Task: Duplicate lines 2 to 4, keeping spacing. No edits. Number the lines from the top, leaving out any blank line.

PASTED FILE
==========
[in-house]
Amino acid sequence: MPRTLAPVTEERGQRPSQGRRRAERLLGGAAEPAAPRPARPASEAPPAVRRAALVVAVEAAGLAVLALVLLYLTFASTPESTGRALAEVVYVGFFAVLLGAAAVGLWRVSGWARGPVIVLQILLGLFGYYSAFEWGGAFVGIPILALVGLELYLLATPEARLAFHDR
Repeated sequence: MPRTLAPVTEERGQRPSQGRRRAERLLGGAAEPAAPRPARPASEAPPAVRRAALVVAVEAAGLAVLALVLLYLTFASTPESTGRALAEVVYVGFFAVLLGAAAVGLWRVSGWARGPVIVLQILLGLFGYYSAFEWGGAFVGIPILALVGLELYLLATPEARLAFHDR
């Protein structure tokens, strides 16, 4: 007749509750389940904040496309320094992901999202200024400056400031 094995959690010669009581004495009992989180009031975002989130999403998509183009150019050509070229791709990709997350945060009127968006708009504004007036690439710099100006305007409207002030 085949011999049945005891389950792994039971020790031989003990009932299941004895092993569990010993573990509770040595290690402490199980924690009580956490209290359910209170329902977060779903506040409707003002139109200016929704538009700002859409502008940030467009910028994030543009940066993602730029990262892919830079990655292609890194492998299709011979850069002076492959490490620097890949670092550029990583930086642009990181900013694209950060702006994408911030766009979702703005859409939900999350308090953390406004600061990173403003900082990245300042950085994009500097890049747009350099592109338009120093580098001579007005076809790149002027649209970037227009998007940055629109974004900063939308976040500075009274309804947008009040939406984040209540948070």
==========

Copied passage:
Amino acid sequence: MPRTLAPVTEERGQRPSQGRRRAERLLGGAAEPAAPRPARPASEAPPAVRRAALVVAVEAAGLAVLALVLLYLTFASTPESTGRALAEVVYVGFFAVLLGAAAVGLWRVSGWARGPVIVLQILLGLFGYYSAFEWGGAFVGIPILALVGLELYLLATPEARLAFHDR
Repeated sequence: MPRTLAPVTEERGQRPSQGRRRAERLLGGAAEPAAPRPARPASEAPPAVRRAALVVAVEAAGLAVLALVLLYLTFASTPESTGRALAEVVYVGFFAVLLGAAAVGLWRVSGWARGPVIVLQILLGLFGYYSAFEWGGAFVGIPILALVGLELYLLATPEARLAFHDR
């Protein structure tokens, strides 16, 4: 007749509750389940904040496309320094992901999202200024400056400031 094995959690010669009581004495009992989180009031975002989130999403998509183009150019050509070229791709990709997350945060009127968006708009504004007036690439710099100006305007409207002030 085949011999049945005891389950792994039971020790031989003990009932299941004895092993569990010993573990509770040595290690402490199980924690009580956490209290359910209170329902977060779903506040409707003002139109200016929704538009700002859409502008940030467009910028994030543009940066993602730029990262892919830079990655292609890194492998299709011979850069002076492959490490620097890949670092550029990583930086642009990181900013694209950060702006994408911030766009979702703005859409939900999350308090953390406004600061990173403003900082990245300042950085994009500097890049747009350099592109338009120093580098001579007005076809790149002027649209970037227009998007940055629109974004900063939308976040500075009274309804947008009040939406984040209540948070």